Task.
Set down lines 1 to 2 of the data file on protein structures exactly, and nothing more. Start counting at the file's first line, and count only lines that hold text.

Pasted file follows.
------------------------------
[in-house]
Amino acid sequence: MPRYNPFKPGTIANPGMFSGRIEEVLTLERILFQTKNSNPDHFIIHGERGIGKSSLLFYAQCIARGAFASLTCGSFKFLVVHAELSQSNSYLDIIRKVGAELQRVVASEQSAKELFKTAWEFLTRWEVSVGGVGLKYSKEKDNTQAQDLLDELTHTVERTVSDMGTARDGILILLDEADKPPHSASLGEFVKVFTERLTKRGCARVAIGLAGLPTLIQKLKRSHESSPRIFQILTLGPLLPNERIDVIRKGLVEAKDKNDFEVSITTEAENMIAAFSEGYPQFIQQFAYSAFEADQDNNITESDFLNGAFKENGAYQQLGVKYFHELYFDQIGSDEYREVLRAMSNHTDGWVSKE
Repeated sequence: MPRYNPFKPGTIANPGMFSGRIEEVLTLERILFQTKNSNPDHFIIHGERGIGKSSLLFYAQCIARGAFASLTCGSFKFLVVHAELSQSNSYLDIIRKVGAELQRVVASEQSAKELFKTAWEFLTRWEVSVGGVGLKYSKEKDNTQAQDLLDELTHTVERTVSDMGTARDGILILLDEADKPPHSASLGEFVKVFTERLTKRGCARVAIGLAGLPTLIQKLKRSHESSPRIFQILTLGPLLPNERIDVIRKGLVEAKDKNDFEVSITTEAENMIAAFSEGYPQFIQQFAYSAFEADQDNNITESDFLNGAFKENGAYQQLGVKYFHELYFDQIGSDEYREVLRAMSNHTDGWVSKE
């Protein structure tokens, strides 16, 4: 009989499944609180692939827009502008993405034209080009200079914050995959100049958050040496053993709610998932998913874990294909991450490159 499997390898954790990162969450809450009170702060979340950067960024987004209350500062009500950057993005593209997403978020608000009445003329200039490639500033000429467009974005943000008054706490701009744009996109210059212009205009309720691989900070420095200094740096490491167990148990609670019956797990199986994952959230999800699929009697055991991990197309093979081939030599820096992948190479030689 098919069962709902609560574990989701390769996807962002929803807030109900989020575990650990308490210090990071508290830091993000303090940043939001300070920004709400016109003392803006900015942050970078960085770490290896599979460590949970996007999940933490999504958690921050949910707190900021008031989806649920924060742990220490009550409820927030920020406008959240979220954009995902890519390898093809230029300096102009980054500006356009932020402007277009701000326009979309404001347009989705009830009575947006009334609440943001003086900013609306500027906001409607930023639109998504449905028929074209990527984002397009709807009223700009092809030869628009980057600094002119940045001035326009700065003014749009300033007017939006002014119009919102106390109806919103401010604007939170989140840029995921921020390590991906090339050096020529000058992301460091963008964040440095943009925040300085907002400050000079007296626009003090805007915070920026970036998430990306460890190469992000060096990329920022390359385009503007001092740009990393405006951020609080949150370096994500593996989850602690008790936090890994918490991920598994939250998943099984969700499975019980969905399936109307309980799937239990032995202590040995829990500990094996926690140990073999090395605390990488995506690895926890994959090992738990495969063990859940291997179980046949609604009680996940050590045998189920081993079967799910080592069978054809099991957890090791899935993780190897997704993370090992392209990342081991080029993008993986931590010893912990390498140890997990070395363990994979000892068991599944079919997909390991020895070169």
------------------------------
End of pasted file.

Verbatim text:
[in-house]
Amino acid sequence: MPRYNPFKPGTIANPGMFSGRIEEVLTLERILFQTKNSNPDHFIIHGERGIGKSSLLFYAQCIARGAFASLTCGSFKFLVVHAELSQSNSYLDIIRKVGAELQRVVASEQSAKELFKTAWEFLTRWEVSVGGVGLKYSKEKDNTQAQDLLDELTHTVERTVSDMGTARDGILILLDEADKPPHSASLGEFVKVFTERLTKRGCARVAIGLAGLPTLIQKLKRSHESSPRIFQILTLGPLLPNERIDVIRKGLVEAKDKNDFEVSITTEAENMIAAFSEGYPQFIQQFAYSAFEADQDNNITESDFLNGAFKENGAYQQLGVKYFHELYFDQIGSDEYREVLRAMSNHTDGWVSKE